By Bev and Phil Haas
Lately my husband and I have noticed that our daughter seems discouraged. She finally admitted to us that she feels like she can’t do anything right. We’re looking for suggestions on how we can turn these negative feelings around and boost her faith in herself.
A key to turning around your daughter’s feelings of discouragement is through effective encouragement. Rudolf Dreikurs, a renowned child psychiatrist, claimed, “The most important skill for raising a child is the ability to encourage that child.” Dreikurs goes on to note that encouragement is so important that the lack of it could be considered the basic influence for misbehavior and (we would add) discouragement.
In addition to insights from child psychiatrists, we find throughout the Scriptures both instructions to encourage one another and verses that are meant to encourage us. One of our favorite verses is 1 Thessalonians 5:11: “Therefore encourage one another and build each other up, just as in fact you are doing.”
Why is encouragement emphasized in the Bible? We believe it’s primarily because encouragement is necessary to our walk of faith.
Most adults are skilled at dishing out discouragement, having received more than their share. We have learned how to yell, threaten, nag, interrogate, and criticize when problems arise. We can be quick to point out what’s wrong with our kids and slow to point out what’s right. Therefore we must be careful not to allow our home to become mistake-centered where we obsess over the negative while overlooking the positive.
Healthy homes need both positive and negative interactions. Communication researchers suggest that a healthy balance is 80 percent positive and 20 percent negative. Keep in mind that one negative interaction takes four positives to bring us back into balance. It seems that your daughter may be on overload from negative feedback and needs more positive input. Some of the negative may be real and some may be simply her perception. Regardless, we would prescribe a regular dose of heartfelt encouragement.
Everyone Needs Encouragement
Williams James is considered by many to be one of the greatest psychologists our country has produced. He wrote a book about human needs. Not long after it was published, he confessed to some friends, “I now perceive one immense omission in my Psychology—the deepest principle of Human Nature is the CRAVING TO BE APPRECIATED, and I left it out altogether from the book.” Appreciation is akin to encouragement. Like William James, we can be guilty of omission when it comes to recognizing our need and the need of those around us to be encouraged.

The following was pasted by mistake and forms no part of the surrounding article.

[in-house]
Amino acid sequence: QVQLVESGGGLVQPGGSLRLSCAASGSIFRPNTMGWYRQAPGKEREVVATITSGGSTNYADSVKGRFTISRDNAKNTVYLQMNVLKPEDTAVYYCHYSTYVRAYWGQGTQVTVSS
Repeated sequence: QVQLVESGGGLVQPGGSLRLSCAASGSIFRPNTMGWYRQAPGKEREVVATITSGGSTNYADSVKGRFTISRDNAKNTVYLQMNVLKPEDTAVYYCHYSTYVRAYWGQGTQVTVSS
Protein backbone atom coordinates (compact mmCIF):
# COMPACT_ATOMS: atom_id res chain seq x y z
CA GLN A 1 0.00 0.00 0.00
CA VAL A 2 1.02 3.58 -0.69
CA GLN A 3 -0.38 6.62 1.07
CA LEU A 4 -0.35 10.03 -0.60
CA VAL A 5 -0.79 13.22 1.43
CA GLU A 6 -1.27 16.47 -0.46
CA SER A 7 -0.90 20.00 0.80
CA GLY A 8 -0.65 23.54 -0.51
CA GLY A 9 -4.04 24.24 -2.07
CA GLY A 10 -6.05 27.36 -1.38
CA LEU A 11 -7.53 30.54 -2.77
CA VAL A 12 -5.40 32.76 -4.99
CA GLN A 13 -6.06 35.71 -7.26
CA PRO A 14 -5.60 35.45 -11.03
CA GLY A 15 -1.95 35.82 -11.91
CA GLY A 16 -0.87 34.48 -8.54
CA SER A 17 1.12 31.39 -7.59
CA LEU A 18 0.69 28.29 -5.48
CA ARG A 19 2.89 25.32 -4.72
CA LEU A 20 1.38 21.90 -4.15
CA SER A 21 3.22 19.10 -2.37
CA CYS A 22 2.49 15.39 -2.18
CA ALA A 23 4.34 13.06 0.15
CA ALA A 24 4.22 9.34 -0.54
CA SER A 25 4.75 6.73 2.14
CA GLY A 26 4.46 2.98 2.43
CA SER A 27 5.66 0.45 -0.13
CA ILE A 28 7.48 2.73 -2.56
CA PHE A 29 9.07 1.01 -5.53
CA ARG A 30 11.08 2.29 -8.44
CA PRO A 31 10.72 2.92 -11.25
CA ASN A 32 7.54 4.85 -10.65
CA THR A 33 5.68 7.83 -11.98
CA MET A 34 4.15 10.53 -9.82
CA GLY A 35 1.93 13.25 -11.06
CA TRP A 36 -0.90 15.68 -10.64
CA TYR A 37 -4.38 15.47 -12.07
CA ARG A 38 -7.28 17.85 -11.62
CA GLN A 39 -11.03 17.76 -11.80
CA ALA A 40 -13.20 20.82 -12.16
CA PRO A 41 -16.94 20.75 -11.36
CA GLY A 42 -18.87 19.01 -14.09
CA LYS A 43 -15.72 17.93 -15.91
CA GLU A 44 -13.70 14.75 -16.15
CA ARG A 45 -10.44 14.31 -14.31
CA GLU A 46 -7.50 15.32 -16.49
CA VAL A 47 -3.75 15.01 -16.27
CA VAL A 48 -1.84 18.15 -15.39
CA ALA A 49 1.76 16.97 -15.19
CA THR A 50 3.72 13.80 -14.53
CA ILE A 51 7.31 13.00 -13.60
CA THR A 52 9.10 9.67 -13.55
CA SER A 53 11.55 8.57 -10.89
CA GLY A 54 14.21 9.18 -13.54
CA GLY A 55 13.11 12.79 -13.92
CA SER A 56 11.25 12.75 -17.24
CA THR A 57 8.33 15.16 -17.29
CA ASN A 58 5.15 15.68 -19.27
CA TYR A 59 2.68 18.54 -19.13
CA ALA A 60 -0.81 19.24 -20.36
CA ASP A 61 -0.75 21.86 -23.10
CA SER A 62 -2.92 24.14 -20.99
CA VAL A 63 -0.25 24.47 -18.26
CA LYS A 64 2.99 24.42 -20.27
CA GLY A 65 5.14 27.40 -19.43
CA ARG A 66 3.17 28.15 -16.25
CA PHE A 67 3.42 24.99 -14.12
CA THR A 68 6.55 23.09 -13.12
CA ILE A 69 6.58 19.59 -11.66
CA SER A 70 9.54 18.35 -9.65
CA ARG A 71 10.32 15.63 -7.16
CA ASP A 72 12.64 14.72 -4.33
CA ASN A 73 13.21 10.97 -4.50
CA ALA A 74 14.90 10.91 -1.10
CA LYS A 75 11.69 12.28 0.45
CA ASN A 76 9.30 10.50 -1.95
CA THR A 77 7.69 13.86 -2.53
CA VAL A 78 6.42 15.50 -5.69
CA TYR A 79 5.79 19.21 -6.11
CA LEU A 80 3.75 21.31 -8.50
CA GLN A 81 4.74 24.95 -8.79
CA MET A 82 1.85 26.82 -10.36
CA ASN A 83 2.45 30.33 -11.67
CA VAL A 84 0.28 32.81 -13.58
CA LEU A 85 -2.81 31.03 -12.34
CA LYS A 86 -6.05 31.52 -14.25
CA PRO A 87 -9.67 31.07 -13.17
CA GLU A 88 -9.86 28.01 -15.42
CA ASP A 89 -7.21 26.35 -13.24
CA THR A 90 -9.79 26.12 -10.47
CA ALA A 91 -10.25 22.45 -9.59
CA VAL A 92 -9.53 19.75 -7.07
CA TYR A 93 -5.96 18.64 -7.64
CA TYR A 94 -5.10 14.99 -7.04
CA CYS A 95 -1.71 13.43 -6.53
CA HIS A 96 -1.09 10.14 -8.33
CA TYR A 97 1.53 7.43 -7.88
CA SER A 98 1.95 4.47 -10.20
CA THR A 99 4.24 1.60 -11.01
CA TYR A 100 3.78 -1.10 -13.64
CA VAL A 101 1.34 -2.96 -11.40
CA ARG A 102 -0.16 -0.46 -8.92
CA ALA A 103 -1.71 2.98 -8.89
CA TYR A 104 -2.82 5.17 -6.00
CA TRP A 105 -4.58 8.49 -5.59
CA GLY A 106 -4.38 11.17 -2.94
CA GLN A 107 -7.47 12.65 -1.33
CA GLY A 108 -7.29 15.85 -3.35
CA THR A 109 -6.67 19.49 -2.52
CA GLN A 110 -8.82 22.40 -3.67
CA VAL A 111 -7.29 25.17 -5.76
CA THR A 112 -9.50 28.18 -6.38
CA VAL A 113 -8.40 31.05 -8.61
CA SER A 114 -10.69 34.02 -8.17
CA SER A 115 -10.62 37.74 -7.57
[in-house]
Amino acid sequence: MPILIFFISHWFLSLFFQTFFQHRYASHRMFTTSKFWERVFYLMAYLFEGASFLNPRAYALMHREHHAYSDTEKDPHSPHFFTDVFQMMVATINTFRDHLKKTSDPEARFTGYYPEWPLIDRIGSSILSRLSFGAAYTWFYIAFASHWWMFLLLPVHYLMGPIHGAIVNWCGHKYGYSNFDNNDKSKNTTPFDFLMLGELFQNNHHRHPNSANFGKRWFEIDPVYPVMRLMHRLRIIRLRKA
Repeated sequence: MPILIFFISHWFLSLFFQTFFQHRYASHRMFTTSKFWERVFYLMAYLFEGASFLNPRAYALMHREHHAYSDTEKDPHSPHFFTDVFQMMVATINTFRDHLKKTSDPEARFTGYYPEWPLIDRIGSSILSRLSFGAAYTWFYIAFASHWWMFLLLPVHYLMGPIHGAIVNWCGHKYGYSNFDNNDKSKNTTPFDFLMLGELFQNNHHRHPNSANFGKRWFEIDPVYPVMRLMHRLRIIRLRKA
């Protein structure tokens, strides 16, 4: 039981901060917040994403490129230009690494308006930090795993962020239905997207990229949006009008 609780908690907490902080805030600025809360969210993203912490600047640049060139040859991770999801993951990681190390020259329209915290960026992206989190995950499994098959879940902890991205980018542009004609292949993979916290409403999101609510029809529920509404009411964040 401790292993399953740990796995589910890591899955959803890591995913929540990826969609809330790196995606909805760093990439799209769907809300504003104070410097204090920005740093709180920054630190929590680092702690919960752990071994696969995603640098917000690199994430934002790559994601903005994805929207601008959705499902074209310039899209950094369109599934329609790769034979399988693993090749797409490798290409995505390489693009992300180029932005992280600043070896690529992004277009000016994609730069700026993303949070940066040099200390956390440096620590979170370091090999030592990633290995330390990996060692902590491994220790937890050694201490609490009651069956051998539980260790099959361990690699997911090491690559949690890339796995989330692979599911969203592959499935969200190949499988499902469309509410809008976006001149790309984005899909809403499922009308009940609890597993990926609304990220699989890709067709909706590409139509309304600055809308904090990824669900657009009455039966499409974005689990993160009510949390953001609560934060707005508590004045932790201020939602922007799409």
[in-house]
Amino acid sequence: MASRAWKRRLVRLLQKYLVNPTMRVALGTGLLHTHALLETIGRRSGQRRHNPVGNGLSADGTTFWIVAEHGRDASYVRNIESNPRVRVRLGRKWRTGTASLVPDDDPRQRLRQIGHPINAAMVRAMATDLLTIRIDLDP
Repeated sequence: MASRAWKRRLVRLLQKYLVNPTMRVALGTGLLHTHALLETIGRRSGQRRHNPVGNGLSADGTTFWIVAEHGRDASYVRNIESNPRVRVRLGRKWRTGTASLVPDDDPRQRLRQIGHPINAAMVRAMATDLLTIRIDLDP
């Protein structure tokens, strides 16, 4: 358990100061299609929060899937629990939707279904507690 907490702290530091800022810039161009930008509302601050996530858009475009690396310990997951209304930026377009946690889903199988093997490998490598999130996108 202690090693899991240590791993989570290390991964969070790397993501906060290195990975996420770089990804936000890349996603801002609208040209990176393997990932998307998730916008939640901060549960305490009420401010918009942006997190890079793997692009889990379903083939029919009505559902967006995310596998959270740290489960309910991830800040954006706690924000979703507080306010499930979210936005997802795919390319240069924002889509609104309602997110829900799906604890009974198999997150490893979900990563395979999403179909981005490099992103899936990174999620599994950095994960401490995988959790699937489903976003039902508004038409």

Our point is that we all need to be appreciated from time to time, and we all need encouragement—you, your daughter, us. Even Jesus needed to hear words of appreciation and encouragement from his heavenly Father. Twice in the Gospels we hear God speaking to his Son. On both occasions (Matthew 3:17 and 17:5), God said, “This is my son, whom I love; with him I am well pleased.” Most definitely encouraging words!
Encouragement is simply positive feedback that focuses primarily on effort or improvement rather than outcomes. Be alert for opportunities to encourage your daughter. Don’t wait for perfect outcomes to encourage. Any amount of progress toward a goal can be reason to encourage.
Recently Phil was teaching our grandson how to ride a bike without training wheels. Instead of pointing out the things that Caden wasn’t doing or was doing wrong, he focused on what Caden did right. Phil chose to be a cheerleader for Caden with words like, “You’re doing great!” and “I knew you could do it!” After riding about 50 yards on his own, Caden yelled back at Phil, “You’re the bike teacher!”
Watch what you say and how you say it. Words like “You can do it,” convey confidence and respect whereas words like “Here, let me do that for you” imply doubt and disrespect.
Words of encouragement and little notes of praise left on the bed or posted on Facebook can move your daughter’s day toward the good. Focus on behavior or actions. Beyond your own encouragement, use what Doug Fields has termed “outside encouragement.” This is specific encouragement that comes from outside of you as the parent. You facilitate it, but others deploy it. A new voice, using different words with a different motive, can become very meaningful.
So get started. Surround your daughter with encouragement. You can give too little encouragement, but you don’t have to be concerned about giving too much.
Send your questions about family life to Phil and Bev Haas in care of The Lookout, 8805 Governor’s Hill Drive, Suite 400, Cincinnati, OH 45249, email@example.com. We regret that personal replies are not always possible. Phil and Bev Haas are involved in education and family ministry in Cincinnati, Ohio. They are the parents of two children and they have two grandsons.